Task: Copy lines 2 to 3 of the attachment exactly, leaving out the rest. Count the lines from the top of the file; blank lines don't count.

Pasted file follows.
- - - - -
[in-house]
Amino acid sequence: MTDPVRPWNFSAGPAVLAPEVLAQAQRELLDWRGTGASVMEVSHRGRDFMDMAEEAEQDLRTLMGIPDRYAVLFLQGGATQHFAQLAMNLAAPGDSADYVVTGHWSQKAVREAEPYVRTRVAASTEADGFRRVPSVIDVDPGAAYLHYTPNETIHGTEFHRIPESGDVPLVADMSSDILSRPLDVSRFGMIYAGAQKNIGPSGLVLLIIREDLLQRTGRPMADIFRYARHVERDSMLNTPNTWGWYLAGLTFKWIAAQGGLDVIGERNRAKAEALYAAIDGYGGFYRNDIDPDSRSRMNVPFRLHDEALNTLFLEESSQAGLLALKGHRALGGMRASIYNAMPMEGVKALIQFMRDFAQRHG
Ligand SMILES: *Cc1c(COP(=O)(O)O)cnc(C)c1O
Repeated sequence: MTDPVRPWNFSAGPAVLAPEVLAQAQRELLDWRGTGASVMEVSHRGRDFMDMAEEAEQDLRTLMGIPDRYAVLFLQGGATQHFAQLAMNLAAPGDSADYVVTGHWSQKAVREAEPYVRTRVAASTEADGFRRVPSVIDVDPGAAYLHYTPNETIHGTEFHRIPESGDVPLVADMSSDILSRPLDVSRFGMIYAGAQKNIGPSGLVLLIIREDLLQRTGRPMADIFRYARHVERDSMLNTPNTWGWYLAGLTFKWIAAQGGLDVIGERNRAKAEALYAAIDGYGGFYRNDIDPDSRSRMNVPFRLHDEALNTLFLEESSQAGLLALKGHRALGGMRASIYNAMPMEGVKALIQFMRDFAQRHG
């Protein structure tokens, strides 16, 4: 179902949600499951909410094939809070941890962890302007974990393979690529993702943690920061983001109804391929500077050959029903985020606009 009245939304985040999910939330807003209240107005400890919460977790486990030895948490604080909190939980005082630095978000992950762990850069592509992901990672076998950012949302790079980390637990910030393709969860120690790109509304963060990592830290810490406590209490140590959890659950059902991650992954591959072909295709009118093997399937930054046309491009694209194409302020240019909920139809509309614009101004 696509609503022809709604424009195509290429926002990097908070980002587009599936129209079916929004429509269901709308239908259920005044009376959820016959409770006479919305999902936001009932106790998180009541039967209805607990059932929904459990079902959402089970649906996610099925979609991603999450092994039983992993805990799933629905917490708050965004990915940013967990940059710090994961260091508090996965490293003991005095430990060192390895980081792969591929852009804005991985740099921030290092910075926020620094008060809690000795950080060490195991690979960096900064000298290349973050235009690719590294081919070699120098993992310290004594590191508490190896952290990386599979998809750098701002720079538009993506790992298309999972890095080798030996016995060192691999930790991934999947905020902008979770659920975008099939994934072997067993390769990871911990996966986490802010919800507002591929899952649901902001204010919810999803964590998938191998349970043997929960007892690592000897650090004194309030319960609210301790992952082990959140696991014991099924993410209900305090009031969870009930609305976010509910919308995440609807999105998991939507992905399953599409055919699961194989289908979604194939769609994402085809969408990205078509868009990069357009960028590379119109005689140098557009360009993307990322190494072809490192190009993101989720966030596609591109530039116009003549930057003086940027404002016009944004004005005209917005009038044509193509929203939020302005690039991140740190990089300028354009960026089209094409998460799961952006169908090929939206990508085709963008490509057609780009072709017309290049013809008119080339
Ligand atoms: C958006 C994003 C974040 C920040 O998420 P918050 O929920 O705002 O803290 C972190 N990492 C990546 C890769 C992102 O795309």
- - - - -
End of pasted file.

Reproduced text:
Amino acid sequence: MTDPVRPWNFSAGPAVLAPEVLAQAQRELLDWRGTGASVMEVSHRGRDFMDMAEEAEQDLRTLMGIPDRYAVLFLQGGATQHFAQLAMNLAAPGDSADYVVTGHWSQKAVREAEPYVRTRVAASTEADGFRRVPSVIDVDPGAAYLHYTPNETIHGTEFHRIPESGDVPLVADMSSDILSRPLDVSRFGMIYAGAQKNIGPSGLVLLIIREDLLQRTGRPMADIFRYARHVERDSMLNTPNTWGWYLAGLTFKWIAAQGGLDVIGERNRAKAEALYAAIDGYGGFYRNDIDPDSRSRMNVPFRLHDEALNTLFLEESSQAGLLALKGHRALGGMRASIYNAMPMEGVKALIQFMRDFAQRHG
Ligand SMILES: *Cc1c(COP(=O)(O)O)cnc(C)c1O